Nov 4, 2021 at 1:56
  • 9
    To put it in other words: the firing of Monica Cellio and the subsequent fallout were a symptom of a much larger underlying problem, and while the symptom has been handled, the underlying problem still persists despite all attempts to handwave it away. Nov 4, 2021 at 8:11
62

No answer will entirely answer this question, but one thing I notice is that there were minor fluctuations all along, but a big drop from 2019 to 2020:

Year Candidates that nominated themselves
2016 12
2017 11
2018 13
2019 11
2020 6
2021 6

Many Stack Exchange mods resigned in 2019 and early 2020. Some were struck-off-strength later in 2020, due to not signing the new version of the moderation agreement. See here for a list of these. The reasons those Stack Exchange mods resigned or refused to sign the new moderator agreement were probably similar to the reasons for the drop in candidates from 11 to 6 between 2019 and 2020. What 2021 has shown might simply be that we have not recovered from those issues.

The opening sentence to this answer was meant to indicate that this answer is by no means meant to be a comprehensive account of all the possible things that happened, but it's one possible contribution.

20
  • 5
    The new moderator agreement didn't become mandatory until 2020. It was, however, an issue by the 2020 election. Moderators elected in the 2020 election were aware they needed to be willing to sign the new moderator agreement, but moderators on SO/SE were not removed for not signing it until well after the 2020 SO election. I don't recall any SO moderators being removed because of a refusal to sign the new agreement, but it's possible I'm not remembering that correctly.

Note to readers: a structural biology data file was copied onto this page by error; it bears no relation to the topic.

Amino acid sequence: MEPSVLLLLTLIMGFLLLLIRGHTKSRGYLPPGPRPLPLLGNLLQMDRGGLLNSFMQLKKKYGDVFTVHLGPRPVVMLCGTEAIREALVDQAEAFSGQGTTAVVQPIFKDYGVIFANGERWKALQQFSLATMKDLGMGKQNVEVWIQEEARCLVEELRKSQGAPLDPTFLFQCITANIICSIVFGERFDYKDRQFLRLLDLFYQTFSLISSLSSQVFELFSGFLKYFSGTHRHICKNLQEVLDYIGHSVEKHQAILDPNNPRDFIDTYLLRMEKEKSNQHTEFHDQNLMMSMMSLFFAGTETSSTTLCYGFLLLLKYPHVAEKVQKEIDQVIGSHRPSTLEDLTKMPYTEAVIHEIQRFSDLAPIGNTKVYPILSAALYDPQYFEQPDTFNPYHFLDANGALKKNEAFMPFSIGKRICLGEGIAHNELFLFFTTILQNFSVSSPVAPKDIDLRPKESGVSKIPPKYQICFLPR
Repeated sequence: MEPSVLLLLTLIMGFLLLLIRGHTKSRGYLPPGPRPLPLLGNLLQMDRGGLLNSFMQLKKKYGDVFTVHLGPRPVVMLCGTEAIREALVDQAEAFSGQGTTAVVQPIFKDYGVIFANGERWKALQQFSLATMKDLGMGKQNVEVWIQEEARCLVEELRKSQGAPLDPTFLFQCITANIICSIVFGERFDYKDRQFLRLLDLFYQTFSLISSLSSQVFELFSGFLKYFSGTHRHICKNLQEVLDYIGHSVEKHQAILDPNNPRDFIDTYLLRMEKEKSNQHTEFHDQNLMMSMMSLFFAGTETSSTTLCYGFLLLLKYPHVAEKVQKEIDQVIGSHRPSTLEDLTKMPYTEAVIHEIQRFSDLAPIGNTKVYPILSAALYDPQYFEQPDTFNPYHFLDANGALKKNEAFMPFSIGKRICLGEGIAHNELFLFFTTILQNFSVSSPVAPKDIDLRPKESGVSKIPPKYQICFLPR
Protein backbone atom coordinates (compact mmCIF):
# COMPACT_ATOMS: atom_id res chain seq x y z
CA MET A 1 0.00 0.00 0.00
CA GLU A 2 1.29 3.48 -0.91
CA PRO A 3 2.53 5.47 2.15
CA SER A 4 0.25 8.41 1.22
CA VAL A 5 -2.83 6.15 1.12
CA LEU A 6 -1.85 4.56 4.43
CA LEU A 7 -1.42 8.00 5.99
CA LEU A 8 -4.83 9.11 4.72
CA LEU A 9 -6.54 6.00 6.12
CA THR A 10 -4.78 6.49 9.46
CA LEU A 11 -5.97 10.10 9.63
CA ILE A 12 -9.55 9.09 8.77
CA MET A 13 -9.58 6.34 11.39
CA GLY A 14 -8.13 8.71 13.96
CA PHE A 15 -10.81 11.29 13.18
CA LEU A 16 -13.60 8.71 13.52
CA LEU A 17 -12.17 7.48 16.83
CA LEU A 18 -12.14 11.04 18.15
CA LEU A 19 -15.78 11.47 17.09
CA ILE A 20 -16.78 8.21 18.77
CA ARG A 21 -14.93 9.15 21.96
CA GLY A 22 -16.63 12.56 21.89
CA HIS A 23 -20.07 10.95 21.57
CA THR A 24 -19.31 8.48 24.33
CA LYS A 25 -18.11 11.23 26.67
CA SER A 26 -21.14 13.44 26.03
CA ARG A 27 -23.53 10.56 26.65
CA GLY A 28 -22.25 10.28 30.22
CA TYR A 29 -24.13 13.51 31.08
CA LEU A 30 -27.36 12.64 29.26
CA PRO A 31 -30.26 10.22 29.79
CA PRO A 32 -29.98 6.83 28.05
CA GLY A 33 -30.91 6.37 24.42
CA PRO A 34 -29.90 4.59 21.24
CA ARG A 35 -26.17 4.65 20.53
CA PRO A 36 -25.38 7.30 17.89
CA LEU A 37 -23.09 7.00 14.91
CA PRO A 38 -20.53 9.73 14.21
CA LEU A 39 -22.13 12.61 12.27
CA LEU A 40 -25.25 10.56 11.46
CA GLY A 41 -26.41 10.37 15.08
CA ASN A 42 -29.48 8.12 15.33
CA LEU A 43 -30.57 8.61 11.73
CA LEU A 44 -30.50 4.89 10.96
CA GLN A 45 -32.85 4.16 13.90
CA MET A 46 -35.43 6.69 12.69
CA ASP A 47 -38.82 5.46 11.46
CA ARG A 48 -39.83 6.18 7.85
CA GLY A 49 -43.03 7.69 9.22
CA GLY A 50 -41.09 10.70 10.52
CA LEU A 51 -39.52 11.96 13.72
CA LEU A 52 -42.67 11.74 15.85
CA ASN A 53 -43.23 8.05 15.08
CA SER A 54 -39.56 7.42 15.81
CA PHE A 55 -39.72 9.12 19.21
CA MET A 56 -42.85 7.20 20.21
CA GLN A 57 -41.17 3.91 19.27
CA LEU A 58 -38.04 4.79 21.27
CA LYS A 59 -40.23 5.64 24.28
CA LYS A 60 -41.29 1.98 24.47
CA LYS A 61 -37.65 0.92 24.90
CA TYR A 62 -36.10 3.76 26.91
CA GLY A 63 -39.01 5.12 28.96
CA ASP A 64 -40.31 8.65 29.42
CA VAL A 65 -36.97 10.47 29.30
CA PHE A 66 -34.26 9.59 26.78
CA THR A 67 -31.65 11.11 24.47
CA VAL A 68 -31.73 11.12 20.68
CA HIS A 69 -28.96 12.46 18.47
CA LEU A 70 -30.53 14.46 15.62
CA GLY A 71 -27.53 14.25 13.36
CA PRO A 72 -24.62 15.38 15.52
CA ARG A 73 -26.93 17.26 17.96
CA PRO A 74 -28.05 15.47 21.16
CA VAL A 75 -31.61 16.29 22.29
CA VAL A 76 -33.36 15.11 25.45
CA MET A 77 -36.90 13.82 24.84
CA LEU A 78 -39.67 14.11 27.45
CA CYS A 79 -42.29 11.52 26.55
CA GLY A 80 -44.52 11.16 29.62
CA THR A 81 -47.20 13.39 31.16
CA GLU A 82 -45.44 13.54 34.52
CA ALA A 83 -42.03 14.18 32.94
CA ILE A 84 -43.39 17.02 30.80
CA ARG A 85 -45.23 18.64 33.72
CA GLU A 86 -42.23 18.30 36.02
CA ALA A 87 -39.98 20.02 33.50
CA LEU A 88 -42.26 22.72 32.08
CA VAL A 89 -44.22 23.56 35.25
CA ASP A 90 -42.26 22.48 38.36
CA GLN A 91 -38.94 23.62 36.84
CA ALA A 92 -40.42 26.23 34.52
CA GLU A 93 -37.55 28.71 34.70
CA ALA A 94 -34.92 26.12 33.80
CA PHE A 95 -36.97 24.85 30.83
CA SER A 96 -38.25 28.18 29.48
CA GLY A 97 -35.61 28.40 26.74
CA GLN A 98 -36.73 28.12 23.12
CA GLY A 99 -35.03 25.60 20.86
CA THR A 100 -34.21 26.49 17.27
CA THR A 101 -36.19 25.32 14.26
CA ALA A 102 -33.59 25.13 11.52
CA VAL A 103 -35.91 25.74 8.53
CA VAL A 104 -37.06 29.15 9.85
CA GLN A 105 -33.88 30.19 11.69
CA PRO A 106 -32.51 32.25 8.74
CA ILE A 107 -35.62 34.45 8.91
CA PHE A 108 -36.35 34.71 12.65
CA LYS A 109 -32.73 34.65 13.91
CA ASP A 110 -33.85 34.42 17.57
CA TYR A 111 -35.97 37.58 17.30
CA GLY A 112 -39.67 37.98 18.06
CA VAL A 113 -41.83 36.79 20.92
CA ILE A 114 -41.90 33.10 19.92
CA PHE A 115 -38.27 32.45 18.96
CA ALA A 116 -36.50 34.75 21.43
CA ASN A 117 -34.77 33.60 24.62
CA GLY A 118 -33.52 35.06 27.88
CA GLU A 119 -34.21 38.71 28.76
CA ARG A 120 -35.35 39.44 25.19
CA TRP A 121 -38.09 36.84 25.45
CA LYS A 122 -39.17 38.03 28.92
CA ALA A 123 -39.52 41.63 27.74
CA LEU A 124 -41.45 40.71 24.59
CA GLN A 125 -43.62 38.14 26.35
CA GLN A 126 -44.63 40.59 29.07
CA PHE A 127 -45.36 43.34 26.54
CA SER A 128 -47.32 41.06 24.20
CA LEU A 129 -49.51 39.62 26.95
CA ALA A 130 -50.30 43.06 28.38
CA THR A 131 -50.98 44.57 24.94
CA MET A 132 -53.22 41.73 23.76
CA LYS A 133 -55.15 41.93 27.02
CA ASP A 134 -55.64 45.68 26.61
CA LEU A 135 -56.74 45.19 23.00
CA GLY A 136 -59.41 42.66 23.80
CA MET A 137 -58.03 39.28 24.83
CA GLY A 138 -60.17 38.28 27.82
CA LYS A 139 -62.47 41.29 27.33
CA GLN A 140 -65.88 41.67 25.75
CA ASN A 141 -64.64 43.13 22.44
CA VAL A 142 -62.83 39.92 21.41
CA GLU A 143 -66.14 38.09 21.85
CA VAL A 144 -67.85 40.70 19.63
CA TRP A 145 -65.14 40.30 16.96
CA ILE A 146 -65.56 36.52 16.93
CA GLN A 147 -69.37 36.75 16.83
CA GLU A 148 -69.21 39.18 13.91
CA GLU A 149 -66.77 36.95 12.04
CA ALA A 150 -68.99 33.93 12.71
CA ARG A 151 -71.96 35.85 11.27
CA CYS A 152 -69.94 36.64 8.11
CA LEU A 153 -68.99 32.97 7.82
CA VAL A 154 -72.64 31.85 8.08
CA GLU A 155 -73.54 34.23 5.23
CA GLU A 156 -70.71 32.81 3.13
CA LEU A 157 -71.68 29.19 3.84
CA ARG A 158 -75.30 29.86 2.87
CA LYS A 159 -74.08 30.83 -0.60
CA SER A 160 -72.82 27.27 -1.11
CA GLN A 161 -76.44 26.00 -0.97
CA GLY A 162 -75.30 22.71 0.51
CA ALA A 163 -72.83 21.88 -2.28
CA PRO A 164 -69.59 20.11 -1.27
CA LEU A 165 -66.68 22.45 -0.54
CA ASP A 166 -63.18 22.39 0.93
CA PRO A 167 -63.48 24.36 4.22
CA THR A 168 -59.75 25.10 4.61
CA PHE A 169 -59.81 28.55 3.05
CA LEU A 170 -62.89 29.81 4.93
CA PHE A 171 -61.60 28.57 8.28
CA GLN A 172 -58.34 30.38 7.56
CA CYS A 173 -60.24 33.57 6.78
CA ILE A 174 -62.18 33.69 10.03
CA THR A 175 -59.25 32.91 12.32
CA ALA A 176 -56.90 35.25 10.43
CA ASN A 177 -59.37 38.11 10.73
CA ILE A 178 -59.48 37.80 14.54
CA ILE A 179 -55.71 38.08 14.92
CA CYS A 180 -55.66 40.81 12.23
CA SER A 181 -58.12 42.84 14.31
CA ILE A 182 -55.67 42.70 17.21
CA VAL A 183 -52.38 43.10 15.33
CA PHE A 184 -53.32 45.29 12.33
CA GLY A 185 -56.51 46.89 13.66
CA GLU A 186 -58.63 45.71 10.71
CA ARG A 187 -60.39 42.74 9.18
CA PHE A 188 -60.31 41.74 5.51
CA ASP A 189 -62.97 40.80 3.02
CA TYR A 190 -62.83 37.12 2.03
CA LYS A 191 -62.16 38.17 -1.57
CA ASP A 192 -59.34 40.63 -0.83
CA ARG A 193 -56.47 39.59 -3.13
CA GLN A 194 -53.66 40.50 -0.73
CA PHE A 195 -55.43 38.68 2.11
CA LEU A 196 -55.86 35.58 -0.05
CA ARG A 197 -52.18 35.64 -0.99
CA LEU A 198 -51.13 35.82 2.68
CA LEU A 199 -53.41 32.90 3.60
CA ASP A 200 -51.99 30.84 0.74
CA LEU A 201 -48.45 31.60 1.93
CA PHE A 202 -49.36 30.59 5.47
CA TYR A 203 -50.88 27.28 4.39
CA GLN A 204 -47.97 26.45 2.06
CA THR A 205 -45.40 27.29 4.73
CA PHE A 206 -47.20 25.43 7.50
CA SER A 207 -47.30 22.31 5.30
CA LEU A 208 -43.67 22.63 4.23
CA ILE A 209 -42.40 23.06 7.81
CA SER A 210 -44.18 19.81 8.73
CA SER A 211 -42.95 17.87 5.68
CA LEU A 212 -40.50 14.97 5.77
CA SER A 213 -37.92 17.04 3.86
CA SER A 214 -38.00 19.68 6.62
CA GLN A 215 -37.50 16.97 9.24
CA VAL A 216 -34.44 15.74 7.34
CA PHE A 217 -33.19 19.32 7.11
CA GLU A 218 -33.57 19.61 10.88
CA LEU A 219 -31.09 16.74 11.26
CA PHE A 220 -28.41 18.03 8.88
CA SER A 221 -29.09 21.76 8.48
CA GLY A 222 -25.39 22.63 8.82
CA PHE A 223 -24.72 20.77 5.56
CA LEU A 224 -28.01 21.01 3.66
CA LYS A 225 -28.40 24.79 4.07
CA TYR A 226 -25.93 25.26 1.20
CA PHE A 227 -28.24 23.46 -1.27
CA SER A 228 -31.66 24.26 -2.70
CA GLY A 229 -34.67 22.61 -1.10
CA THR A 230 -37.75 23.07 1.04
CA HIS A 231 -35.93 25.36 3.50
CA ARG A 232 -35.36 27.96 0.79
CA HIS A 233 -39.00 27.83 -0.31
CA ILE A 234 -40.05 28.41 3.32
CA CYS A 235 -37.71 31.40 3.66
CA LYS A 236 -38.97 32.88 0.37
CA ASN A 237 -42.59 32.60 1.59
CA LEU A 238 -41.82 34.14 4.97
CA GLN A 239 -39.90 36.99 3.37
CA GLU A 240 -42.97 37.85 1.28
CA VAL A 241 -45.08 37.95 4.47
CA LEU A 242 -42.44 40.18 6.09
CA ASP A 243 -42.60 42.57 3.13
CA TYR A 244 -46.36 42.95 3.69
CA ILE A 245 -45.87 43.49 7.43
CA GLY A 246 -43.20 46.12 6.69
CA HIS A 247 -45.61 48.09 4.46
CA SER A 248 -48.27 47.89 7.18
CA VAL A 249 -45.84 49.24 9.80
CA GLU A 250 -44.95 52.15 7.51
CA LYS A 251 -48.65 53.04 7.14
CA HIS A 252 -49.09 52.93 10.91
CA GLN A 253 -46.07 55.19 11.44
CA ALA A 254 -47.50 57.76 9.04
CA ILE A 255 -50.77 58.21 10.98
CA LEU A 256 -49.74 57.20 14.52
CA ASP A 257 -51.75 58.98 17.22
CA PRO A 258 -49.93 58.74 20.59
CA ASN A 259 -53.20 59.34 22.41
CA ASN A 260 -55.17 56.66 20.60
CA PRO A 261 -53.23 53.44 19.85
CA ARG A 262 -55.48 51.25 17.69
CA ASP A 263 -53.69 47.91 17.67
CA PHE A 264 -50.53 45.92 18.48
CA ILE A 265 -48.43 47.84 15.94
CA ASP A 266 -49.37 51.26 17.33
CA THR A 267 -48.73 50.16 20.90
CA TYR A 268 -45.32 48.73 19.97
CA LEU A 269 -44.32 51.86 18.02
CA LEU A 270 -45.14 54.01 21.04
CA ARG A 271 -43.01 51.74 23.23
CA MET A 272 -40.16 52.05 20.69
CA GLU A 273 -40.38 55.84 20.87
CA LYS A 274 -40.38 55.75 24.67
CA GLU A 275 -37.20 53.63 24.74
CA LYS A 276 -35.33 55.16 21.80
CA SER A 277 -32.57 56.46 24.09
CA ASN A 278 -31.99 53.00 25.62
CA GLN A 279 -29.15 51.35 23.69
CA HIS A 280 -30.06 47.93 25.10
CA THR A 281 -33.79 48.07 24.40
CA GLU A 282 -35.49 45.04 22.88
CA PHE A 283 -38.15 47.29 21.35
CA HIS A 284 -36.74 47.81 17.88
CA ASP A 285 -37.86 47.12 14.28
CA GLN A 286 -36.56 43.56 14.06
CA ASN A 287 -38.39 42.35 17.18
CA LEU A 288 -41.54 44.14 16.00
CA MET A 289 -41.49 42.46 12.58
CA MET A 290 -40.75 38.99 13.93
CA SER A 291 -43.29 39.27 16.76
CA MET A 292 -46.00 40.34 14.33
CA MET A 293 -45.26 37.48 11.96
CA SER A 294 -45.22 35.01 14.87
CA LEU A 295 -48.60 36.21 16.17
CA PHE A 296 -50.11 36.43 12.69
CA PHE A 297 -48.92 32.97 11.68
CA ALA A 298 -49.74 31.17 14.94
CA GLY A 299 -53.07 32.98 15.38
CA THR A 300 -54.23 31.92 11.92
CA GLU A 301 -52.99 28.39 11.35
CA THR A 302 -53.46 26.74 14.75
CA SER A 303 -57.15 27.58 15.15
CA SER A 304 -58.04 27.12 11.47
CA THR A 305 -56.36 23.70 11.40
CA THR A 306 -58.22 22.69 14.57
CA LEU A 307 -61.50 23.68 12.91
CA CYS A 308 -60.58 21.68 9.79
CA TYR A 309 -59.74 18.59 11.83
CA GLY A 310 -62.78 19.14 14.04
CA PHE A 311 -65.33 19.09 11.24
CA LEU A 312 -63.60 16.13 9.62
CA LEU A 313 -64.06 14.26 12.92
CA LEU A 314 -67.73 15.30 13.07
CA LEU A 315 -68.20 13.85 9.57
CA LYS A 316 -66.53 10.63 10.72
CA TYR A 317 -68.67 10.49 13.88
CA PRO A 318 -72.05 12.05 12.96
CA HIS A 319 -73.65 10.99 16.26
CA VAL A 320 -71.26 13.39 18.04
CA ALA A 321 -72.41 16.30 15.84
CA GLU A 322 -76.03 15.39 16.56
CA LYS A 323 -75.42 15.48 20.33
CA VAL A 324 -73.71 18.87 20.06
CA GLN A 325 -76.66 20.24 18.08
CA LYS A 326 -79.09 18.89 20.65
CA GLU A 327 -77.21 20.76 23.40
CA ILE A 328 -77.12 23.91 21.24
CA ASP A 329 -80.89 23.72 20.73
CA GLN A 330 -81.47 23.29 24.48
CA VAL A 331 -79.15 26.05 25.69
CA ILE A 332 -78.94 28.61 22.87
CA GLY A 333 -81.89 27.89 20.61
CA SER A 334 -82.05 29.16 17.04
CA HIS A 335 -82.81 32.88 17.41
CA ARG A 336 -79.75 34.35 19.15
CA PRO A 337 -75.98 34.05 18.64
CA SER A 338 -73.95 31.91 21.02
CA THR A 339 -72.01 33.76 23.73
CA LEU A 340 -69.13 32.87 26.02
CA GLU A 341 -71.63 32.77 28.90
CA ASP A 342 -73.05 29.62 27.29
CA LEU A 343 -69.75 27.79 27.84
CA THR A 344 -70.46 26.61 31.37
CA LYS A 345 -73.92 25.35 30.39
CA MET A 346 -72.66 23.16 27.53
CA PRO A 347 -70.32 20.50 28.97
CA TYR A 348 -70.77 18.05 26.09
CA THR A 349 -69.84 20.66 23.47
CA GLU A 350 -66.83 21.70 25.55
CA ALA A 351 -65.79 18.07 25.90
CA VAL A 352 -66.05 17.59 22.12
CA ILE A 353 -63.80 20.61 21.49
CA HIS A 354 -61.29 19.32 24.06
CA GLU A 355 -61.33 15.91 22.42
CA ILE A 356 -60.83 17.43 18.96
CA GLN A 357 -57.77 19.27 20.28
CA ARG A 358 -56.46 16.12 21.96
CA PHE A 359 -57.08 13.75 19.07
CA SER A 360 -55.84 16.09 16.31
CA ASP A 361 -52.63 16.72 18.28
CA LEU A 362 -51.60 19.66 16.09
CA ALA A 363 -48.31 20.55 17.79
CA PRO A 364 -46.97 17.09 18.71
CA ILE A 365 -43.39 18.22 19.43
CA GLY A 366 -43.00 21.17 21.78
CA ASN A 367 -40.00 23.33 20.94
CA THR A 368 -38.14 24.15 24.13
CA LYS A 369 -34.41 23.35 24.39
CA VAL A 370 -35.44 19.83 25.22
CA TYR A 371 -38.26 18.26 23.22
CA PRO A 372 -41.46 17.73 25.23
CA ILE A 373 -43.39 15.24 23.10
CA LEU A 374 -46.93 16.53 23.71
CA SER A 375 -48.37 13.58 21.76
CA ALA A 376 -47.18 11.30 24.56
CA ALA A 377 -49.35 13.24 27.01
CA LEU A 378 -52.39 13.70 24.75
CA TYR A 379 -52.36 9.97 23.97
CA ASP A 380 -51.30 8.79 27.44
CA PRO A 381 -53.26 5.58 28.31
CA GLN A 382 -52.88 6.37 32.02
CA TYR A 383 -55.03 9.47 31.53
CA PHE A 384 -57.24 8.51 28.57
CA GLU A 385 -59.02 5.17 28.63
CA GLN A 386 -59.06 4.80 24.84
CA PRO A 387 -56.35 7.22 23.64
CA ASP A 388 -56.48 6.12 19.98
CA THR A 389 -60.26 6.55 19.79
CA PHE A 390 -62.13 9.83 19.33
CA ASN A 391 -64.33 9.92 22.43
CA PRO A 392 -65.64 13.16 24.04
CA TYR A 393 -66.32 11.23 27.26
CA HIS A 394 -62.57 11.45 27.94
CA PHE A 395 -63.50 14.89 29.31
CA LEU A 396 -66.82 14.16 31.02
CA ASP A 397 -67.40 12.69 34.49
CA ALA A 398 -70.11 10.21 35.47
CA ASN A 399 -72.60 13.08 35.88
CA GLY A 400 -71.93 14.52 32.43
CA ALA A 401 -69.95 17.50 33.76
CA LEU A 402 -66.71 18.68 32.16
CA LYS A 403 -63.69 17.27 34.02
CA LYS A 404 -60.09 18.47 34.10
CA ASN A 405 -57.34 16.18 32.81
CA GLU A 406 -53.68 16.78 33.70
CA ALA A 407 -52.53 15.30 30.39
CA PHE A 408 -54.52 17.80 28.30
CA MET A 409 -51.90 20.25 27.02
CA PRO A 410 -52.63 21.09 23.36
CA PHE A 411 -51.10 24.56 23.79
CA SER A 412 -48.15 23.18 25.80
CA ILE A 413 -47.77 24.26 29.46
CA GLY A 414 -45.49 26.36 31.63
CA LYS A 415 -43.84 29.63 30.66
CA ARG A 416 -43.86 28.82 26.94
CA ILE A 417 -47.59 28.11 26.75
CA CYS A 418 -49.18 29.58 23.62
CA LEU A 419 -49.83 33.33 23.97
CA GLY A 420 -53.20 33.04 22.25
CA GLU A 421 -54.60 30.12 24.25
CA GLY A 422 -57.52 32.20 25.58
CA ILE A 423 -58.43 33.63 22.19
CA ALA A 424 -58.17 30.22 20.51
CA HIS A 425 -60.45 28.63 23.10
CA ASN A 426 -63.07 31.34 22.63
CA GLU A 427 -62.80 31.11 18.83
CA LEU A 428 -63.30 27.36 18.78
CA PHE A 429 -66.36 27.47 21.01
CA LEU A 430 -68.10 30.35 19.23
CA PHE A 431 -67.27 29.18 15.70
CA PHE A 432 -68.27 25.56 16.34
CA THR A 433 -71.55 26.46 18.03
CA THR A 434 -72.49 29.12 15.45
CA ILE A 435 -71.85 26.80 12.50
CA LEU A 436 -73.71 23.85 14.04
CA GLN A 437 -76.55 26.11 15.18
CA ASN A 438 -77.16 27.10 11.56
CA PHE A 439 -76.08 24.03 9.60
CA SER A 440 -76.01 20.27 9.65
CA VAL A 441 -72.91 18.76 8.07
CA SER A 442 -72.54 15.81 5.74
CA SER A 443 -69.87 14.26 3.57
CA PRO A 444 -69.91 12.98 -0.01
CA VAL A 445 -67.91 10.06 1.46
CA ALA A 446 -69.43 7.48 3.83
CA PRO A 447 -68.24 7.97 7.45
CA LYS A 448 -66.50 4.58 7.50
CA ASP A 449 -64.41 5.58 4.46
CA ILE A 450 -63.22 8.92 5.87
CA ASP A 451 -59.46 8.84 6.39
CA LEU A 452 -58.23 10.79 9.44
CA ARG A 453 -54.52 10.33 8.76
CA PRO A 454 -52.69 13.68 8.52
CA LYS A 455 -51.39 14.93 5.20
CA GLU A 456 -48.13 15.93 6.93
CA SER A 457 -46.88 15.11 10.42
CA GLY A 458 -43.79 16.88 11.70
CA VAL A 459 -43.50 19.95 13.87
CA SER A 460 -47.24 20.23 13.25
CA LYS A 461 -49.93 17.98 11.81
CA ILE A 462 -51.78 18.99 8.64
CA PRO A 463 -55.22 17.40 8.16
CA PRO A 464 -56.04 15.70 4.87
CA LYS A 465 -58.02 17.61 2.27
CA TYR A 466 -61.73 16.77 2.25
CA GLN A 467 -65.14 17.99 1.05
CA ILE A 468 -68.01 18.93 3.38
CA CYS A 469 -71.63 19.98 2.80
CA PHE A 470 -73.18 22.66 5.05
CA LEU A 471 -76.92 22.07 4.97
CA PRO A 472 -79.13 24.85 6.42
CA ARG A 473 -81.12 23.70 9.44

– Makyen Mod
    Oct 30, 2021 at 23:34
  • Yea but as the link in my answer shows, mods like Loong refused to sign the new mod agreement because they didn't agree with it, and likewise, some SO members might not have nominated themselves for election due to the same reason. It's not a complete answer though.
    – Pearson
    Oct 30, 2021 at 23:48
  • 2
    The issue I was trying to point out is that you said "...or were struck-off-strength due to not signing the new version of the moderation agreement in that year" where "that year" is referring to 2019. There were a lot of SE mod resignations in 2019, but, as far as I know, no mods were "struck-off-strength due to not signing the new version of the moderation agreement" in 2019. The new moderator agreement wasn't final until July 2020. OTOH, it did affect willingness to be a candidate in 2020. I've edited to try to make it clearer.
    – Makyen Mod
    Oct 31, 2021 at 0:06
  • 13